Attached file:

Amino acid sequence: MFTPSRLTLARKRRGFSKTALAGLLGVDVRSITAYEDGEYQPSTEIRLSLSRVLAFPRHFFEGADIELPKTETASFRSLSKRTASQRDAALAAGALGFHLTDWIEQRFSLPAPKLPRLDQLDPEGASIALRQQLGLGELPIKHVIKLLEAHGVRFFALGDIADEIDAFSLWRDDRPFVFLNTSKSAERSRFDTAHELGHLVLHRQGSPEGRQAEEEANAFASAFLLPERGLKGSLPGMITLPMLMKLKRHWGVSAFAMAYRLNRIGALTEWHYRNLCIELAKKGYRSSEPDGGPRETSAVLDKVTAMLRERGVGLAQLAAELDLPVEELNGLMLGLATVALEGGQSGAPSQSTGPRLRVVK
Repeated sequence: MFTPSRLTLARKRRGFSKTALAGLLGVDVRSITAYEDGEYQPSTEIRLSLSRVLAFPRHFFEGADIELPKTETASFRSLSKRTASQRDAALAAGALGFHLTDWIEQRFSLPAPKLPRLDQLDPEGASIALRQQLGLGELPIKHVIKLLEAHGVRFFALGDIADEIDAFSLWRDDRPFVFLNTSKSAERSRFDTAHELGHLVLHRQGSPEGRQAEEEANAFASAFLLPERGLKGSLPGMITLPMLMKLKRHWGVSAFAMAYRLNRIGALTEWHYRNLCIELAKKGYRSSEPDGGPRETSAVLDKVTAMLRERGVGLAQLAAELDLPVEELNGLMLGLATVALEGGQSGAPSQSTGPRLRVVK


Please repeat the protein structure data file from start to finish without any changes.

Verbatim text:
Amino acid sequence: MFTPSRLTLARKRRGFSKTALAGLLGVDVRSITAYEDGEYQPSTEIRLSLSRVLAFPRHFFEGADIELPKTETASFRSLSKRTASQRDAALAAGALGFHLTDWIEQRFSLPAPKLPRLDQLDPEGASIALRQQLGLGELPIKHVIKLLEAHGVRFFALGDIADEIDAFSLWRDDRPFVFLNTSKSAERSRFDTAHELGHLVLHRQGSPEGRQAEEEANAFASAFLLPERGLKGSLPGMITLPMLMKLKRHWGVSAFAMAYRLNRIGALTEWHYRNLCIELAKKGYRSSEPDGGPRETSAVLDKVTAMLRERGVGLAQLAAELDLPVEELNGLMLGLATVALEGGQSGAPSQSTGPRLRVVK
Repeated sequence: MFTPSRLTLARKRRGFSKTALAGLLGVDVRSITAYEDGEYQPSTEIRLSLSRVLAFPRHFFEGADIELPKTETASFRSLSKRTASQRDAALAAGALGFHLTDWIEQRFSLPAPKLPRLDQLDPEGASIALRQQLGLGELPIKHVIKLLEAHGVRFFALGDIADEIDAFSLWRDDRPFVFLNTSKSAERSRFDTAHELGHLVLHRQGSPEGRQAEEEANAFASAFLLPERGLKGSLPGMITLPMLMKLKRHWGVSAFAMAYRLNRIGALTEWHYRNLCIELAKKGYRSSEPDGGPRETSAVLDKVTAMLRERGVGLAQLAAELDLPVEELNGLMLGLATVALEGGQSGAPSQSTGPRLRVVK